What the New Look Food Labels Lack: Graphical Integrity Nutrition Keys: Grocery Manufacturers Roll Out New Front-of-the-Package Labels
That's what the new labels the Grocery Manufacturers Association and the Food Marketing Institute want to slap on the front of store-brand boxes of cereal, crackers, and ice cream. You'll start seeing the new labels in the next couple of months, but maybe not for long. The New York Times reports:
The industry move was widely seen as an attempt to influence the [Food and Drug Administration's] continuing effort to establish voluntary guidelines for front-of-package labeling. Once those guidelines are issued, perhaps this year, the industry could come under pressure to change its packaging again.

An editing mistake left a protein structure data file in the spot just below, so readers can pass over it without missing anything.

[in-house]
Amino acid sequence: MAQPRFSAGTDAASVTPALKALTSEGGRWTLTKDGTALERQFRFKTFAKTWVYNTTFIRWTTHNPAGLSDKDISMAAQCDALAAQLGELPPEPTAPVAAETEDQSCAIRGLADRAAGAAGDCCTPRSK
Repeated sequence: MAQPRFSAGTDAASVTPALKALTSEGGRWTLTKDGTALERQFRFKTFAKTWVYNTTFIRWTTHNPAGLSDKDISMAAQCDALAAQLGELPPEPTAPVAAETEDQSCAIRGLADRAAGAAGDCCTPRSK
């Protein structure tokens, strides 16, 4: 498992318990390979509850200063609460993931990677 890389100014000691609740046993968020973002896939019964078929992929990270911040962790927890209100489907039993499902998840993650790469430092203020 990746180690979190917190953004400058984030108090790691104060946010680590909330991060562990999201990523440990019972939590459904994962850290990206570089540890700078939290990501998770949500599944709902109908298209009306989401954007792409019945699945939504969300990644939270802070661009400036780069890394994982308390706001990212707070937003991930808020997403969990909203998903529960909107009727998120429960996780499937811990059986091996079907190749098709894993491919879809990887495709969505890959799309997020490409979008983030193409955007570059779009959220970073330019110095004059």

Both Michael Jacobson of the Center for Science in the Public Interest and the nutritionist Marion Nestle offered stinging critiques, suggesting that this was just another attempt by manufacturers to keep pushing junk food.
Is this a case of junk design too? The little black mounds indicating 12, 14, 15, and 25 percent all use the same amount of black ink. Does that have graphical integrity? Is 500 a good number for potassium? Moreover, what the new icons really lack is a clear signal about whether, say, 25 percent of the daily value of saturated fat a good thing or a bad thing. Which may be a case when colors could help send a clearer message. Just look at these labels from the United Kingdom's Food Standards Agency.
The choice seems pretty clear. It's time for a redesign. Now, any guesses as to which foods these labels belong to?
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